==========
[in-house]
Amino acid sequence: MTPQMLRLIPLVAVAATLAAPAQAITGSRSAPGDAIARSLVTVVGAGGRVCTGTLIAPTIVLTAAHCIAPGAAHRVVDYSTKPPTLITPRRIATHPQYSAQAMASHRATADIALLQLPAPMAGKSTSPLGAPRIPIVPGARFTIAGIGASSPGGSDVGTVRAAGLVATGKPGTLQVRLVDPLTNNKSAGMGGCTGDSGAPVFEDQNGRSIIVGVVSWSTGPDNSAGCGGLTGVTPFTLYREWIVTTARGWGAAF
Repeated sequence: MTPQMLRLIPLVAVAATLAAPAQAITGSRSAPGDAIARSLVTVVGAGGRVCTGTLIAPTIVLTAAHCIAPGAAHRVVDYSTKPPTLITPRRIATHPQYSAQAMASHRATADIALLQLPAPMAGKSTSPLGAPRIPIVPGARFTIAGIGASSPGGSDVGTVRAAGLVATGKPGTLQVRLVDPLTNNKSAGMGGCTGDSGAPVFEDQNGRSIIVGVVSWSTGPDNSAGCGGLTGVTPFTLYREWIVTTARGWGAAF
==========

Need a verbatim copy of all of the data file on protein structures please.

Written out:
[in-house]
Amino acid sequence: MTPQMLRLIPLVAVAATLAAPAQAITGSRSAPGDAIARSLVTVVGAGGRVCTGTLIAPTIVLTAAHCIAPGAAHRVVDYSTKPPTLITPRRIATHPQYSAQAMASHRATADIALLQLPAPMAGKSTSPLGAPRIPIVPGARFTIAGIGASSPGGSDVGTVRAAGLVATGKPGTLQVRLVDPLTNNKSAGMGGCTGDSGAPVFEDQNGRSIIVGVVSWSTGPDNSAGCGGLTGVTPFTLYREWIVTTARGWGAAF
Repeated sequence: MTPQMLRLIPLVAVAATLAAPAQAITGSRSAPGDAIARSLVTVVGAGGRVCTGTLIAPTIVLTAAHCIAPGAAHRVVDYSTKPPTLITPRRIATHPQYSAQAMASHRATADIALLQLPAPMAGKSTSPLGAPRIPIVPGARFTIAGIGASSPGGSDVGTVRAAGLVATGKPGTLQVRLVDPLTNNKSAGMGGCTGDSGAPVFEDQNGRSIIVGVVSWSTGPDNSAGCGGLTGVTPFTLYREWIVTTARGWGAAF